Aaron Copland’s Legacy Is Right at Home in Cortlandt 

Among Copland’s groundbreaking compositions are Appalachian Spring, Billy the Kid and signature work Fanfare for the Common Man.

At the top of a winding driveway in a wooded area of Cortlandt Manor sits Rock Hill, a relatively modest midcentury house which was the home of composer, teacher, writer, and conductor Aaron Copland during the last 30 years of his life. In 2008, it was recognized as a National Historic Landmark, the only one in the country associated with classical music.  

The Brooklyn-born Copland found the countryside conducive to his work, and as early as the 1920s was spending summers in the Westchester towns of Briarcliff Manor and Bedford. In 1960, he discovered Cortlandt’s Rock Hill and fell in love. 

“One look at the grounds, and I was sold!” wrote Copland. “When I first saw the studio, I said it looked like a room where a composer couldwrite music.” 

Scan this QR code with your phone to hear Christian Larson’s interview with Michael Boriskin on our latest RiverTalk podcast.

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Many rooms in the house are lined with windows offering sweeping views of the surrounding landscape. The studio remains largely unchanged from Copland’s time there, containing his grand piano, a work table made for him by a local farmer, his favorite upholstered chair, and an extensive music library. 

Scattered around the house are many artifacts from Copland’s illustrious career – an original caricature by Al Hirschfeld, a program from a WPA-era opera directed by Orson Welles, a photograph of Copland at the 1979 Kennedy Center Honors alongside Ella Fitzgerald, Martha Graham, Henry Fonda, and Tennessee Williams.  

‘[As] a singularly accessible international music celebrity, Copland received visitors constantly’ – Michael Boriskin, Copland House (with Copland’s piano in background)

During the period in which Copland lived at Rock Hill, his composing output slowed, but he remained very much in demand as a guest conductor. His home also became what Michael Boriskin, Copland House’s Creative and Executive Director, calls “a mecca for creative and musical activities.” 

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“[Copland] was a singularly accessible individual, and really an international musical celebrity,” says Boriskin. “He received visitors and colleagues constantly.” 

Shortly after Copland’s death in 1990, a grassroots movement of local residents and officials (including then-Town Supervisor Linda Puglisi) emerged to preserve the house.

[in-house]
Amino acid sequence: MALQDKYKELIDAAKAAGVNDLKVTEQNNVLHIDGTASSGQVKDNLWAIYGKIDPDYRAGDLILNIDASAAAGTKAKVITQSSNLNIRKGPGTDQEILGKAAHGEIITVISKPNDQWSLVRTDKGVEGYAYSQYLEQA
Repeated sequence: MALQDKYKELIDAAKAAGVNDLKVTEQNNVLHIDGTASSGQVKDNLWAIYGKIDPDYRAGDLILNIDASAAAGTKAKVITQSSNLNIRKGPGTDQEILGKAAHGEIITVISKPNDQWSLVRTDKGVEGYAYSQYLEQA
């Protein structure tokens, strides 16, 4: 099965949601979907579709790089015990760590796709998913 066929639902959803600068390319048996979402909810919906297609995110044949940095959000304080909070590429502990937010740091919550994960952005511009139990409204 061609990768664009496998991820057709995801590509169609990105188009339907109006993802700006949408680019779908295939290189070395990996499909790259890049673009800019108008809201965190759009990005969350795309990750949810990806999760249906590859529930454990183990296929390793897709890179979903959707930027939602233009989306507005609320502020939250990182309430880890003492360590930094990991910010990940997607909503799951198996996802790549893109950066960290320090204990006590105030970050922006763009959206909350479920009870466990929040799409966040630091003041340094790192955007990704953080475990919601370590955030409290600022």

“Of course, they succeeded,” says Boriskin, “And the rest, as they say, is not simply history, but the history of the organization that is Copland House.” 

The organization’s ensemble, Music from Copland House, tours North America and has released many recordings on its own music label. They are currently in the midst of a residency at Mamaroneck’s Emelin Theater, where they are presenting three programs. 

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Lives Entwined on May 1 features three works that explore “personal connections to our inner selves, outer worlds, and the relationships between them.” On June 19, a Juneteenth celebration focuses on 19th century spirituals, the Harlem Renaissance, and modern African American artists. 

While Music from Copland House has performed at some of the nation’s most prestigious concert venues, Boriskin says they are thrilled to be back performing for live audiences in Westchester, the home of the man (and the house) whose spirit continues to inspire. 

“Westchester is our home – as it was for Aaron Copland – and we are excited to turn the Emelin’s spotlight onto America’s concert music and its world of thrilling discoveries.” 

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Copland House also brings a wide variety of educational activities to schools throughout Westchester and beyond, including its “What’s the Score?” program in which young composers collaborate with students to create new works for their school ensembles. 

Copland House is perhaps best known for its residency program, in which selected composers are awarded all-expenses-paid three to eight week stays at Rock Hill to focus on their work. 

“The magic of Copland House, which makes it unlike any other residency that I have experienced, is that it combines a focused, solitary working environment with a sense of deep history, and a sense of home,” says two-time resident Lembit Beecher. 

  • coplandhouse.org 

Christian Larson, who lives in Peekskill, is Editor-at-Large of River Journal North, and host of its podcast RiverTalk. He is also an event planner. Visit him > capngoodtimes.com. 

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